Men and women bring different strengths to any industry, and gender diversity leads to better outcomes. A recent Australian report on workplace gender equality cited four benefits of gender inclusiveness in the workplace:
- Better organizational performance
- Improved company reputation
- Ability to better attract talent and retain employees
- Greater productivity and economic growth on a national scale
Many leaders in supply chain recognize these possible outcomes and work to attract, promote and retain top female talent, but the industry is not as diverse as it could be.
Supply chain employers often favor science, technology, engineering and math (STEM) educational backgrounds — fields with more men than women, mostly. However, traits typically attributed to women are extraordinarily beneficial, including “soft” leadership skills like collaboration, negotiation and encouraging collective success even at the expense of personal recognition. Indeed, 63% of men and 75% of women believe the skill sets of women differ from those of men and are advantageous for supply chain management.
Given the supply chain industry’s role in the pandemic, and because lives are at stake, “this is a pivotal time for many women in mid-level and senior management positions,” says Dana Stiffler, vice president analyst with Gartner Supply Chain Practice.
According to the Gartner 2020 Women in Supply Chain Survey of 177 supply chain professionals, women made up 39% of the supply chain workforce in 2020, a figure unchanged from 2019. Of the chief supply chain officers (CSCOs), 17% are women — a 6% increase from 2019 and the highest rate since the first edition of the survey in 2016. However, in 2020, the number of women at the vice president and director levels was less than it was in 2019.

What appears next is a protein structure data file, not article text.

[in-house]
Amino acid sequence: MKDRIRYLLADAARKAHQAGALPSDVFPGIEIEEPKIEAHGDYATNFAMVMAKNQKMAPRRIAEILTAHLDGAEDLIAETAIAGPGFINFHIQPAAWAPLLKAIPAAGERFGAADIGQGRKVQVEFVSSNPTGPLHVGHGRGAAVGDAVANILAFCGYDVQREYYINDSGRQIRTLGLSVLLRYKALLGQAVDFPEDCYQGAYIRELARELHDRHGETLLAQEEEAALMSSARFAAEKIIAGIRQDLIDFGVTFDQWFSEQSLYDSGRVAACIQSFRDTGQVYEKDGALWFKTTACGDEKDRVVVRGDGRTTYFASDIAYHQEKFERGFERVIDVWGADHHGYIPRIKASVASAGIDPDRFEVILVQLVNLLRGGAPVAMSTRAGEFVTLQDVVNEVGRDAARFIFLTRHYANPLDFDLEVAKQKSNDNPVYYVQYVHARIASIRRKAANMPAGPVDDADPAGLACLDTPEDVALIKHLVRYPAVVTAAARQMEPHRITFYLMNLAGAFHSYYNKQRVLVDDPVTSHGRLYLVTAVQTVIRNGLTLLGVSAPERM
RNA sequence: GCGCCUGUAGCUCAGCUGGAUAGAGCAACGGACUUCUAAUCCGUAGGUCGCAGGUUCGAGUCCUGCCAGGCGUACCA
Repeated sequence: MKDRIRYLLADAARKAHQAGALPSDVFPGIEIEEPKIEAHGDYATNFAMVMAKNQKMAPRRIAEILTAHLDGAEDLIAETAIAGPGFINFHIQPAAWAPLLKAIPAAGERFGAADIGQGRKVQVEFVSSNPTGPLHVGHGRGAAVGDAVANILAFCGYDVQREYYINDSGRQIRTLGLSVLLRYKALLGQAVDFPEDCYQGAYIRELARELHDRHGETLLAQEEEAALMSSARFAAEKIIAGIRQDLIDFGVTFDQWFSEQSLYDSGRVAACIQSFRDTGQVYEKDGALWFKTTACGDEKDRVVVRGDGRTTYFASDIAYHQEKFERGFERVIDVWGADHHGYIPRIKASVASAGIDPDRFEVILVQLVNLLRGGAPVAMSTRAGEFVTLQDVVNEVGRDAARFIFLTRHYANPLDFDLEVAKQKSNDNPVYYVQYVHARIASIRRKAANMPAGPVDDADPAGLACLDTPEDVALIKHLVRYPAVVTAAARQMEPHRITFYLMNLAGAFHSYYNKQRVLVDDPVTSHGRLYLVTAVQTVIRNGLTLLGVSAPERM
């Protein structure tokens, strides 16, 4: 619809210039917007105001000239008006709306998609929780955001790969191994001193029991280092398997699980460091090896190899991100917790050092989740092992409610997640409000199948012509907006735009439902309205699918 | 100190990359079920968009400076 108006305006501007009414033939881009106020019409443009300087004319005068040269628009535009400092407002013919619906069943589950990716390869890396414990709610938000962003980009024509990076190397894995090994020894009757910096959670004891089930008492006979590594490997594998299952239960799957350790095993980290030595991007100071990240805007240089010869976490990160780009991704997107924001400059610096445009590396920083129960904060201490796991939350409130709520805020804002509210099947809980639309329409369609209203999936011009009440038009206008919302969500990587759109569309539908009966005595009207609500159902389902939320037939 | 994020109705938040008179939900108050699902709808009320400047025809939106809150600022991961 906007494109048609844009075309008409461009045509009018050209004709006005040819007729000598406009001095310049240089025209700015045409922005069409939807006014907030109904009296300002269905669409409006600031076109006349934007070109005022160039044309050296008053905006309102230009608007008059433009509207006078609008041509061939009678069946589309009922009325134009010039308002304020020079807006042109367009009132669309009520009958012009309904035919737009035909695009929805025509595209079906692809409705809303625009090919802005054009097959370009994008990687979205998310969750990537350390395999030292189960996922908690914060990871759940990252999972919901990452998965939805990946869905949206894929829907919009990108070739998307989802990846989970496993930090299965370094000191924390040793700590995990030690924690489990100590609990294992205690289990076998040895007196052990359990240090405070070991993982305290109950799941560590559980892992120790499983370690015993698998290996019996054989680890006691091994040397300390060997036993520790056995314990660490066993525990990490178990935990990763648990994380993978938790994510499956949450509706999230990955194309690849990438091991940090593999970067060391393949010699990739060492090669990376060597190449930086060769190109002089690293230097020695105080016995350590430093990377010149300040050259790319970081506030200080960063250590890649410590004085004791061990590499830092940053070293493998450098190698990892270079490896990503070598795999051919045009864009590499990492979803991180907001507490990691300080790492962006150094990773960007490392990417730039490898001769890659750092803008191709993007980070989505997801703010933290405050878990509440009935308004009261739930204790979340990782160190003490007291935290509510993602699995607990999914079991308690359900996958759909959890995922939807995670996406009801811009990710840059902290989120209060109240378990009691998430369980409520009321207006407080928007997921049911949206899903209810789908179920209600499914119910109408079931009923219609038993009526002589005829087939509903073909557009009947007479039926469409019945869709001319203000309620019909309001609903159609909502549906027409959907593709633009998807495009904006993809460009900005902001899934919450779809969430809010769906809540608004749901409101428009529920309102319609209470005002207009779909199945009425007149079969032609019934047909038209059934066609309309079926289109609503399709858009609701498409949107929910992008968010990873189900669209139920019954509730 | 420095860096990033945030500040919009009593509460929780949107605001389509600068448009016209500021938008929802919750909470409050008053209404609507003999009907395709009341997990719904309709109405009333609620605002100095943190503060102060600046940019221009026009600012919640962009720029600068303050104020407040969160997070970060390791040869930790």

The survey also found that in 2020, 63% of hiring managers and recruiters with supply chain firms have objectives, goals or initiatives to recruit women and build pipelines, but it takes years for such programs to gain traction. Consumer goods and retail supply chain organizations’ representation of women at the vice president level (25%) is nearly twice that of industrial organizations (13%).
Despite the growing presence of women in the supply chain industry, the pay gap still presents a major problem. Women in the industry still make only 75% of the compensation of their male counterparts on average.
There’s no getting around it: gender diversity will not happen through grassroots STEM improvements alone. Concurrent bottom-up and top-down approaches are necessary — the latter involve greater commitment from corporate leaders to develop gender-diverse talent pipelines. Leaders must seek high-potential women who strive to lead, providing them with education assistance and on-the-job coaching. They must reimagine workplace roles, develop training programs that create career tracks with women in mind and explore ways to enhance the visibility of leadership-track women within their organizations.
Several leading companies are pioneering these advancements, such as Mars with Women Leading Powerfully, Lenovo with WILL (Women in Lenovo Leadership) and Cisco with WISE (Women in Science and Engineering).
Employers must also avail education assistance programs so that women can enroll in accelerated master’s programs that provide training in transportation, logistics and distribution management. These programs should be flexible and designed for working professionals — especially since women often bear more family responsibilities than men and may need variable hours that enable them to navigate dual obligations.
The conversations around gender equality in the supply chain have never been so focused. Women should expect to find increasing pathways to opportunity. Many top leaders in the supply chain are intent on creating a model of gender balance for others to follow. You can be a part of it, and a great way to start is with a specialized supply chain MBA.